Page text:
If new dry plates were available, would you try them?

Discussion in 'Large Format' started by opticman, Dec 23, 2017.


Interest in trying dry plates?

  1. No, even if I had plate holders

    3 vote(s)
  2. Yes, 4"x5"

    3 vote(s)
  3. Yes, 5"x7"

    2 vote(s)
  4. Yes, 8"x10"

    0 vote(s)
  5. Yes, half-plate

    0 vote(s)
  6. Yes, other size (specify)

    1 vote(s)
  1. Hi,

    I've been making and perfecting dry plates coated with my own emulsion for a couple years now, using them to create photographs and prints that have been popular locally. You can see some in my gallery here. The emulsion is ~ISO 2, and has a normal sensitivity (sees UV and blue) with a very old-style look.

    The plates can be tray developed under a safelight similar to developing prints (except I use HC-110 Dil B), so no special equipment is needed.

    I posted classifieds (not here) to sell some boxes of spare plates to others to use, and they sold surprisingly quickly with inquiries about whether I had more to sell.

    In light of that, I figured it might be fun to see how interested people are in trying out plates or have tried them with a "normal" slow, virtually grainless emulsion such as you'd use in the late 1880s.

    So I set up a poll. I shoot 4"x5", but I'm sure other folks shoot other sizes.

    If newly made dry plates were available , would you be tempted to try them out?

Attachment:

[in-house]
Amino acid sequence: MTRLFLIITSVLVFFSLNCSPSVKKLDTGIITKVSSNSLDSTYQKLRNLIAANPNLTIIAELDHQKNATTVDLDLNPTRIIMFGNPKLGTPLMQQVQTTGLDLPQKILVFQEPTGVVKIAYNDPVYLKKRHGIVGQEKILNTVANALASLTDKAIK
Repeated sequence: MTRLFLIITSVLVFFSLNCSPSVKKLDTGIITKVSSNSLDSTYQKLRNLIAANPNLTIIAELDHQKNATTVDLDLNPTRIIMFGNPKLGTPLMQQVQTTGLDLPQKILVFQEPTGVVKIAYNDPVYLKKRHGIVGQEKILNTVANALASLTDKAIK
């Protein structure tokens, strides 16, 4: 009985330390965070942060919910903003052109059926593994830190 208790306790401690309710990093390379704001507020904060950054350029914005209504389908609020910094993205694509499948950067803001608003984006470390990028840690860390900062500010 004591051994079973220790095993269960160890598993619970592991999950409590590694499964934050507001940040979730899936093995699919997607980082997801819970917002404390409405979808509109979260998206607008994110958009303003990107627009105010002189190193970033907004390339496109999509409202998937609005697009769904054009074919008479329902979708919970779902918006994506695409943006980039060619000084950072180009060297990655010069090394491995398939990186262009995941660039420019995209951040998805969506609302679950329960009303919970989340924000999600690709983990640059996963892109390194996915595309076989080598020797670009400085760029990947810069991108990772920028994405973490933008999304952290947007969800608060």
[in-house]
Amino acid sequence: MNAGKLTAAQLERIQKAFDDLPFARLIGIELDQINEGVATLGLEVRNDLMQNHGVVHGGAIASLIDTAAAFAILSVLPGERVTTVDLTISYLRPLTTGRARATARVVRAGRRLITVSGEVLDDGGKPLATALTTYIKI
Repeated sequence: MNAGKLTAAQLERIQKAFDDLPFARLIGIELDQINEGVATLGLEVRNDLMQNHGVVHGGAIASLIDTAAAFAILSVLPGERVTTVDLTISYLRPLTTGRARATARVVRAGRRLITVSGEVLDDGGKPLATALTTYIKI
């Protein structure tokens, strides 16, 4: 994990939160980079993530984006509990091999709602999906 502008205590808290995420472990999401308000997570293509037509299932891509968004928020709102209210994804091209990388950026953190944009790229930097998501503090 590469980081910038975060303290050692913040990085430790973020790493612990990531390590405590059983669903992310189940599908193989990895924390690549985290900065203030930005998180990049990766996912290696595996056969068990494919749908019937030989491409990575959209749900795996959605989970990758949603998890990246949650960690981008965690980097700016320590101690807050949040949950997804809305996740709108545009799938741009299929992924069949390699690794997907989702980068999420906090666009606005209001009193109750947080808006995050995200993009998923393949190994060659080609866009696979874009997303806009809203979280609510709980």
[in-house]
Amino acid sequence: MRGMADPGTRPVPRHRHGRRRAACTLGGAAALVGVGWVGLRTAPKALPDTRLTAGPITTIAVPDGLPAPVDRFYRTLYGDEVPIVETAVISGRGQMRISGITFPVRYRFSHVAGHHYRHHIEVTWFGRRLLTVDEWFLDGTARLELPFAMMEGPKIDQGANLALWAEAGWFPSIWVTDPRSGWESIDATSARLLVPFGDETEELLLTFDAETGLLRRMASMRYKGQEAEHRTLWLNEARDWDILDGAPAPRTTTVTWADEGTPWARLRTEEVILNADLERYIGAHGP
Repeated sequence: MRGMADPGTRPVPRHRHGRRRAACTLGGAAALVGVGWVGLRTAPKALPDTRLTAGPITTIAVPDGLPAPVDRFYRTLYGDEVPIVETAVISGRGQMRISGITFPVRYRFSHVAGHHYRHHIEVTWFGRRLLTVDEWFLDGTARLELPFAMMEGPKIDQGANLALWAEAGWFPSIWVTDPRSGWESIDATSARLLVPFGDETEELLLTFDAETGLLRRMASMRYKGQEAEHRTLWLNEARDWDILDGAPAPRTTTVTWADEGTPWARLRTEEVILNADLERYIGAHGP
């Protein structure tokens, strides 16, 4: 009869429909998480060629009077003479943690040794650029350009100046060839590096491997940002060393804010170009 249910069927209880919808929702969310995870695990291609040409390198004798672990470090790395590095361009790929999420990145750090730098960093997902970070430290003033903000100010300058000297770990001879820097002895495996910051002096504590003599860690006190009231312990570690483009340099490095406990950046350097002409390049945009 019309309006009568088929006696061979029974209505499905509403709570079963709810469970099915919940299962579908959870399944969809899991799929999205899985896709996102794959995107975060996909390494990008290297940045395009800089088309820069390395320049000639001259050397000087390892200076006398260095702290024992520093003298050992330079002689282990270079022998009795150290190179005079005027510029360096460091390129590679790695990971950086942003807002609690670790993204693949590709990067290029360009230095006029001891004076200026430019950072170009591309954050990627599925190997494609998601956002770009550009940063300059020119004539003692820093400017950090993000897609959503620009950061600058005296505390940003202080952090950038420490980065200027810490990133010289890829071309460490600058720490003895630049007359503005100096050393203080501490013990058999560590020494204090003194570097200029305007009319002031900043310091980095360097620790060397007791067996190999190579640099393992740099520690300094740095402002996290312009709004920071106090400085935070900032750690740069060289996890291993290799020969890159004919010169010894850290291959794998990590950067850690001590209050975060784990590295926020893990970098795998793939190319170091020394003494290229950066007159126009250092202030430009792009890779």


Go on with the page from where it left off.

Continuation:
2. It would be interesting to try, but in the grand scheme of things I'd like to do, it's low on the list. Nor do I have plate holders. Something more interesting would be a multi-coated emulsion like the old Ektapan- got some nice shots on that stuff.
  3. If I shoot LF it's for the lens movements and image quality, not for nostalgic reasons. I've no interest in progressing backwards.
    john grunke and eugen_mezei like this.
  4. I have two 4x5 holders that I dug out of a deep, dark corner at my favorite local shop. I bought them with the intention of learning wet plate, but have yet to find the time/energy to do it.

    If I could play with plates in a "normal" darkroom for a halfway reasonable price, I'd be all over it.

    Please let me know if you do sell some more, and I'd buy them(4x5 please, although I wouldn't rule out 8x10 in the future).
  5. I'd like to try them, but I don't have plate holders. Well, I think I have one for an old Graphic (camera doesn't work and I don't think the holder will fit the newer ones). I'd be more likely to try 5x7 because a contact print in that size would be nice.
  6. OT reply first: The plate size I'm missing most would be 5x5cm for projection positives.
    I seem to own some plate holders with film sheaths in 6.5x9 & 13x18cm. Being somehow on a budged I might feel urged to stick to film.
  7. Yes, but in 5x7 and/or 8x10 as I mostly just do contact printing. (thanks for the post)...
  8. There was a Kickstarter for dry plates but the creators went dark and disappeared on the backers. In my opinion Kickstarter needs to refuse to deal with any project creators without a physical and confirmed address. This address is published and available to all backers. The backers have a right to know where these jokers sleep and project creators need to be at least a little afraid of being confronted face to face with irate backers whose money they have taken on promise of a reward and then when things go wrong, refuse to own the problem and instead just slink off like cowards.